Universities across the country are doling out thousands of dollars a year for diversity peer leadership initiatives that recruit select students to run social justice, inclusion, and multicultural programming.
The University Counseling Center at Grand Valley State University has hired five students to work a minimum of 50 hours per semester to "engage in responsible dialogue and action around multiculturalism and social justice," as well as offer mental health and "holistic wellness" education. Students will net $700 at the end of their year-long commitment.
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Auburn University's Office of Inclusion and Diversity (OID) has launched a program that will train and pay a 12-member "Student Excellence Team" to serve as "ambassadors for inclusion and diversity on campus" and "liaisons to various identity and community groups," according to the student paper.
"Student Excellence Programs" already exist at Auburn, and it is unclear what will be unique about this program.
Auburn spokespeople and officials in the Office of Inclusion and Diversity declined to respond to questions about the program, including the size of the student stipend.
According to this year's university budget, the OID has an operating budget of $2,494,459, an increase of $35,836 from its 2016-17 budget. With 85 percent going to OID personnel costs, the "Student Excellence Team" may be paid out of these additional funds.
Harvard University has hired 20 Diversity Peer Educators to run social justice programming. Each student could make upwards of $3,000 a year at a rate of $11 per hour for a mandatory 8 to 10 hours weekly spent planning and running equity and inclusion events.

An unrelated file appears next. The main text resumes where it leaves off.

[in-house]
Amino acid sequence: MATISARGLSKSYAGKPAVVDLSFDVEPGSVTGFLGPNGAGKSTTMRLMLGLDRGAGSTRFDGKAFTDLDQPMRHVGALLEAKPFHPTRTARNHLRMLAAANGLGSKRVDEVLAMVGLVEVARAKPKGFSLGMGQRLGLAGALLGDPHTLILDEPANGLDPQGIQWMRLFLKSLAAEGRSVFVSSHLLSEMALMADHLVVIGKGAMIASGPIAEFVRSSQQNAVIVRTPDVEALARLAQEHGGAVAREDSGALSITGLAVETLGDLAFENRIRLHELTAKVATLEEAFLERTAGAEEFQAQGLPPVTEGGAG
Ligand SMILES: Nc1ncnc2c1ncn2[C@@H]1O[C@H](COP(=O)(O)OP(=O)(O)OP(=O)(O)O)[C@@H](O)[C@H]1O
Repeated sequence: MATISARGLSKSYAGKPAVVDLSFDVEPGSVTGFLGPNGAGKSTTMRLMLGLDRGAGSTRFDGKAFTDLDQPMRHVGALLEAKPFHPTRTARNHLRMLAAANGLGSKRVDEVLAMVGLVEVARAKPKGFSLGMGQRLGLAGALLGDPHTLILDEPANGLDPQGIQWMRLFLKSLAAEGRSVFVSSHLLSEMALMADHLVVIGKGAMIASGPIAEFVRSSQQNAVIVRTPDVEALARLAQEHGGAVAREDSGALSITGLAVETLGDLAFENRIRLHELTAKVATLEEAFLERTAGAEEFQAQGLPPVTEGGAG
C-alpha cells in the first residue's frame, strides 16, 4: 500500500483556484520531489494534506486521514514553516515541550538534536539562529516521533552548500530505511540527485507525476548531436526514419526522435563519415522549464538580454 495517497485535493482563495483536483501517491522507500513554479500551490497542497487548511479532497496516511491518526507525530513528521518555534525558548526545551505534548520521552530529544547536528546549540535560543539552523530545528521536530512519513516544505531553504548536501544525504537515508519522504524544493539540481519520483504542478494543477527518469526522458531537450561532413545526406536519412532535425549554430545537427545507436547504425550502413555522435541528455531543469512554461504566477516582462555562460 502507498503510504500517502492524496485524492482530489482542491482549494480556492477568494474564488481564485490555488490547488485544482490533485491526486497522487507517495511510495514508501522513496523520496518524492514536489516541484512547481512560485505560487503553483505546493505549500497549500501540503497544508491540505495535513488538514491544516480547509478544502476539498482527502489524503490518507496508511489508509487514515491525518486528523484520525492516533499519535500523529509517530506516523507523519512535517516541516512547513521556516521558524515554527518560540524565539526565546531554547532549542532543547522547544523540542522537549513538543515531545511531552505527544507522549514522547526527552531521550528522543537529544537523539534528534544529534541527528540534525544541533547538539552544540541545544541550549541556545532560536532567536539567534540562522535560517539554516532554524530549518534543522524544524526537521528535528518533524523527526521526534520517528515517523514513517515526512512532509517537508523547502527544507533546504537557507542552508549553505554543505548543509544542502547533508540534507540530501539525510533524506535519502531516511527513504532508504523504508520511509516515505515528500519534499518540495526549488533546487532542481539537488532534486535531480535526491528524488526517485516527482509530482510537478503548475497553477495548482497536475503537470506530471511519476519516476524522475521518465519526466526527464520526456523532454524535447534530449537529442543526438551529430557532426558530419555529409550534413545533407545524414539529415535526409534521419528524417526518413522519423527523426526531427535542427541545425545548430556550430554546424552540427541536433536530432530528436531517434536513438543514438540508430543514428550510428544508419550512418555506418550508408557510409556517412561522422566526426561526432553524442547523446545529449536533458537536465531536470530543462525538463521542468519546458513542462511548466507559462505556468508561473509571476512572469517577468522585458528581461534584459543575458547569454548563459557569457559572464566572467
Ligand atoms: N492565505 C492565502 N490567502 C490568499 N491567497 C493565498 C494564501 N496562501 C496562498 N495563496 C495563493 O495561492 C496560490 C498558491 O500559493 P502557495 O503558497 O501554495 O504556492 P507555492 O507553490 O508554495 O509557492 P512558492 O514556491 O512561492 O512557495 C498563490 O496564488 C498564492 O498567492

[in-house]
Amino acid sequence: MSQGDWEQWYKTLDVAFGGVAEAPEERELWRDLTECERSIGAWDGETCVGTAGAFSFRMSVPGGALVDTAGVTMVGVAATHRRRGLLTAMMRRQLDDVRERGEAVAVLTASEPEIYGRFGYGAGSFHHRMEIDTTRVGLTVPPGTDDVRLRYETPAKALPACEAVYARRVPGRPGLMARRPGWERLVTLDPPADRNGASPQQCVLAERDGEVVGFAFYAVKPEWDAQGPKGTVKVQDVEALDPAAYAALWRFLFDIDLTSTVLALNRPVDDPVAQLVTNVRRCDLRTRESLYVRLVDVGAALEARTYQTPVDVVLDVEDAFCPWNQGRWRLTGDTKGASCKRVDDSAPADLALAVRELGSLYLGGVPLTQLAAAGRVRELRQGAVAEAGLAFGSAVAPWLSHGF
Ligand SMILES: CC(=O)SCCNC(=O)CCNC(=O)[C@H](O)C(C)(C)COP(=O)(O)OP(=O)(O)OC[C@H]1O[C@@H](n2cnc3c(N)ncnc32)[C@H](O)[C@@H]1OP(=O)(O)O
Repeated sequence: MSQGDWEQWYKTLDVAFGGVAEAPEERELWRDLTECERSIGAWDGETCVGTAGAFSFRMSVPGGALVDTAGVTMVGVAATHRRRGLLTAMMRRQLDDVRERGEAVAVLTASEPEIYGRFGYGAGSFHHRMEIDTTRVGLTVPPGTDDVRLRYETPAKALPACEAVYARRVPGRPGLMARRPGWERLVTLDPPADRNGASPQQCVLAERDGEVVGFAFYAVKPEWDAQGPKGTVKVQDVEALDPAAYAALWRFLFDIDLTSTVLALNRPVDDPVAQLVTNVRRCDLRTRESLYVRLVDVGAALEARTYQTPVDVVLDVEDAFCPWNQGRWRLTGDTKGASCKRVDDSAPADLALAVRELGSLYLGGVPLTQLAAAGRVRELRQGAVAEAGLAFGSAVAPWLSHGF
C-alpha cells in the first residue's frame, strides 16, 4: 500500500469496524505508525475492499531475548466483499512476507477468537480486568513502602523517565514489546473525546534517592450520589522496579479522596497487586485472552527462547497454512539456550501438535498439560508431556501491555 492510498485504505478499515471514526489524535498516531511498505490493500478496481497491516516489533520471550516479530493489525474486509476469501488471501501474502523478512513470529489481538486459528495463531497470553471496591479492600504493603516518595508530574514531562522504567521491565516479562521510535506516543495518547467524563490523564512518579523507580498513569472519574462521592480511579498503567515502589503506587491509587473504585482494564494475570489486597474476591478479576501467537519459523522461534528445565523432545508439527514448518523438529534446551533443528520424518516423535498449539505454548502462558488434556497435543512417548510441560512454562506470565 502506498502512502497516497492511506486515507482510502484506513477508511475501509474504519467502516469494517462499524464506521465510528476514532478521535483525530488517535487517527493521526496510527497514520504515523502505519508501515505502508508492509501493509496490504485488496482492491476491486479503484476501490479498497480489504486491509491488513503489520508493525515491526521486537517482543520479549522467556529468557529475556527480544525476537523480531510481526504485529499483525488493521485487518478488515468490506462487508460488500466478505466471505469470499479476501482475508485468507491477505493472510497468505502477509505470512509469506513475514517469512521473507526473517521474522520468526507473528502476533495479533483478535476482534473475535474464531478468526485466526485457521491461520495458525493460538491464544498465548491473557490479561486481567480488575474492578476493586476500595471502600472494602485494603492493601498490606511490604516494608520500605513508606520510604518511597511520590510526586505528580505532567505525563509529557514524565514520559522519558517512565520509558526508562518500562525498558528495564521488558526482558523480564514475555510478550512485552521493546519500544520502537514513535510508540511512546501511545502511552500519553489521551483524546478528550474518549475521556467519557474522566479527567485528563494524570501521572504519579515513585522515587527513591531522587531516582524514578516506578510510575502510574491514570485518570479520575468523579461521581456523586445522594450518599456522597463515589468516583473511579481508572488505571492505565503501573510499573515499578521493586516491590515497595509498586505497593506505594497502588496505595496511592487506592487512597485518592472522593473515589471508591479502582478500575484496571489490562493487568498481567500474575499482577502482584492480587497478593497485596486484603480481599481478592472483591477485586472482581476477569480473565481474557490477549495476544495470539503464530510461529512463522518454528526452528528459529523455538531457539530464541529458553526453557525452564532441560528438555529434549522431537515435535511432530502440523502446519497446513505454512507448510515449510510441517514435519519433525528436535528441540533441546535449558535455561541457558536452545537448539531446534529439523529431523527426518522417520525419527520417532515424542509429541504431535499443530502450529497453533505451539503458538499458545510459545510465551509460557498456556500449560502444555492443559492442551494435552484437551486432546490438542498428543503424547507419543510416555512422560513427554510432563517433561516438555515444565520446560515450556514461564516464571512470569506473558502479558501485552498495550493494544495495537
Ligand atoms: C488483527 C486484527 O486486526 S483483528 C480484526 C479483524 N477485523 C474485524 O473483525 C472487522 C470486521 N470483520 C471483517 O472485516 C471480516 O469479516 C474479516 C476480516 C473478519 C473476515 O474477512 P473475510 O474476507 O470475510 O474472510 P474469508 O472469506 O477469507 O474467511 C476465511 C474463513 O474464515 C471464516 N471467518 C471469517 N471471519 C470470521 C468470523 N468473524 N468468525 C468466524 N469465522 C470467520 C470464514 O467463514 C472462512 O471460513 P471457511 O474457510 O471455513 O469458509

The Office of Student Life and Equity Programs in California's South Orange County Community College District will pay students $11.50 an hour for approximately 10-12 hours of "diversity and equity" work.
Georgia State University launched a program this summer paying six students $100 per month for their work as "Multicultural Competence and Peer Education Ambassadors."
At Texas Tech University, student "Social Justice Advocates" can be paid by university housing a starting salary of $8.00 an hour, for 18-and-a-half to 20 hour workweeks spent "promoting advancement and development of diversity, multiculturalism, social identity development and social justice" in their residences. Students could make $2,400 in one 15-week semester.
Some of these programs have been running for years. Back in 2014, Washington State University began paying $11 per hour to students who know "how power, privilege, oppression operates," in order for them to "promote equity and advance social justice."
That same year, the Office of Residence Life at Marquette University paid students an annual stipend of $3,200 for "acting as a catalyst for diversity dialogue."
Lucrative peer leadership opportunities go beyond those run by residence or diversity offices.
The University of Missouri-Kansas City Bachelor of Health Sciences (BHS) program has launched its inaugural search for a "Diversity Peer Education Team," looking to pay students $300 to be "responsible for providing opportunities for BHS students to learn more about diversity, what diversity means to BHS students, to foster an inclusive environment, and to encourage dialogue between everyone in our community."
Students at Utah's Weber State University can make $20 from the Women’s Center for every sexual violence workshop they lead, where they discuss things like "the current ‘rape culture.'"
Such programs often require eligible students to be enrolled full time and have a 2.50 minimum GPA.
Diversity programming is saturated in funds beyond student initiatives, with administrators of these departments receiving average salaries of $175,088, according to a Campus Reform report.